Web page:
Variation and covariation in strongyle infection in East African shorthorn zebu calves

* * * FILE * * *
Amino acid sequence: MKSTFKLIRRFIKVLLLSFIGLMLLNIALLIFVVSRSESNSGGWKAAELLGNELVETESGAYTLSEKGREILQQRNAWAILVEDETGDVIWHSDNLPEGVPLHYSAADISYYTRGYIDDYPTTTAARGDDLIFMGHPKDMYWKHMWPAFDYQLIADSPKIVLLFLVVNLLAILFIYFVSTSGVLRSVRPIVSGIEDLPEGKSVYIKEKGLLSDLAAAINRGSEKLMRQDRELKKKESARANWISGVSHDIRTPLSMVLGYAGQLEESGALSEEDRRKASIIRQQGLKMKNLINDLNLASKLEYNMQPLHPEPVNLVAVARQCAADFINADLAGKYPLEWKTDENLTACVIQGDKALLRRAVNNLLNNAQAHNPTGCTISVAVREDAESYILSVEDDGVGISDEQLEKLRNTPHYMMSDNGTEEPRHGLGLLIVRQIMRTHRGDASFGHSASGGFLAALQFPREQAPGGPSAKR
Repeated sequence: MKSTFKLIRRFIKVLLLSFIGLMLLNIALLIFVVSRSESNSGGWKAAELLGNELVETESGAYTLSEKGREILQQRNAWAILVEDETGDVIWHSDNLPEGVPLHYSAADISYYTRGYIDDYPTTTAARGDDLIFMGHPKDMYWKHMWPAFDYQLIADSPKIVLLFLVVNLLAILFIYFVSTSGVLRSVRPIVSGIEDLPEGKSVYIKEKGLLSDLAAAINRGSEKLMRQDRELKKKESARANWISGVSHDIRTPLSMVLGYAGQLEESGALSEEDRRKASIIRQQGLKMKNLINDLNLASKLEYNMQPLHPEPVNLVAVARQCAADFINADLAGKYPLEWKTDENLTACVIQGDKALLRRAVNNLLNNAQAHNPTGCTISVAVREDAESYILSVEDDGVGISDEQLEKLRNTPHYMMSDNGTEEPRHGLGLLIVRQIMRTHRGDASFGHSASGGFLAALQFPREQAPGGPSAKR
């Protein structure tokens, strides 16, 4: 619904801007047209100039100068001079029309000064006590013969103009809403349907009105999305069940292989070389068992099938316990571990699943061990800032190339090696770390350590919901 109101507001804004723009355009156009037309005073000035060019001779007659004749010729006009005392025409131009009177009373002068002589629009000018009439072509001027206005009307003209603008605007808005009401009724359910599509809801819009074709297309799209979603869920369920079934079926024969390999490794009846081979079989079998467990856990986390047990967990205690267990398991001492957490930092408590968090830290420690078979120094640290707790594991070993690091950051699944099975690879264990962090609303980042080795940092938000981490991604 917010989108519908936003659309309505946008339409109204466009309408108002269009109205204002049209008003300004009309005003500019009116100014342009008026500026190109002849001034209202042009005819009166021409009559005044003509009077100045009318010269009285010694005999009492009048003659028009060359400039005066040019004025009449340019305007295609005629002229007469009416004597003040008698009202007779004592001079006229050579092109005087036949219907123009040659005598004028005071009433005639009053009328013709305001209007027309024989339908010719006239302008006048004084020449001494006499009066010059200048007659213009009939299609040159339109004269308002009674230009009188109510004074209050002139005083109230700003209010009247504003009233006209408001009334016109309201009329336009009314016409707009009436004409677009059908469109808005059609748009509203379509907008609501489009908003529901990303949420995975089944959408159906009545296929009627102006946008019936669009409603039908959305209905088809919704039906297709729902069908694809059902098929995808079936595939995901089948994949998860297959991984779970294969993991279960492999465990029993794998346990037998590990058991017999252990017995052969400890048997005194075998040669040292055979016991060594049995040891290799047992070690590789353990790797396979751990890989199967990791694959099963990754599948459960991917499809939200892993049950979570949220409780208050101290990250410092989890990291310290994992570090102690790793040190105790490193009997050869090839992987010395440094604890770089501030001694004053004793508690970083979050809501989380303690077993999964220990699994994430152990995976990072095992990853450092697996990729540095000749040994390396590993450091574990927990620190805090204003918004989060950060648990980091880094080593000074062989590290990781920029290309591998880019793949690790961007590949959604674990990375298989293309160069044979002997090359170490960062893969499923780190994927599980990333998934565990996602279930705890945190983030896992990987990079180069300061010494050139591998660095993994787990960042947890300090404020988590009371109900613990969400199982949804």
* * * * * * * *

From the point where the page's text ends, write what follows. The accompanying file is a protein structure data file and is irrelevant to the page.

Parasite burden varies widely between individuals within a population, and can covary with multiple aspects of individual phenotype. Here we investigate the sources of variation in faecal strongyle eggs counts, and its association with body weight and a suite of haematological measures, in a cohort of indigenous zebu calves in Western Kenya, using relatedness matrices reconstructed from single nucleotide polymorphism (SNP) genotypes. Strongyle egg count was heritable (h2 = 23·9%, s.e. = 11·8%) and we also found heritability of white blood cell counts (WBC) (h2 = 27·6%, s.e. = 10·6%). All the traits investigated showed negative phenotypic covariances with strongyle egg count throughout the first year: high worm counts were associated with low values of WBC, red blood cell count, total serum protein and absolute eosinophil count. Furthermore, calf body weight at 1 week old was a significant predictor of strongyle EPG at 16–51 weeks, with smaller calves having a higher strongyle egg count later in life. Our results indicate a genetic basis to strongyle EPG in this population, and also reveal consistently strong negative associations between strongyle infection and other important aspects of the multivariate phenotype.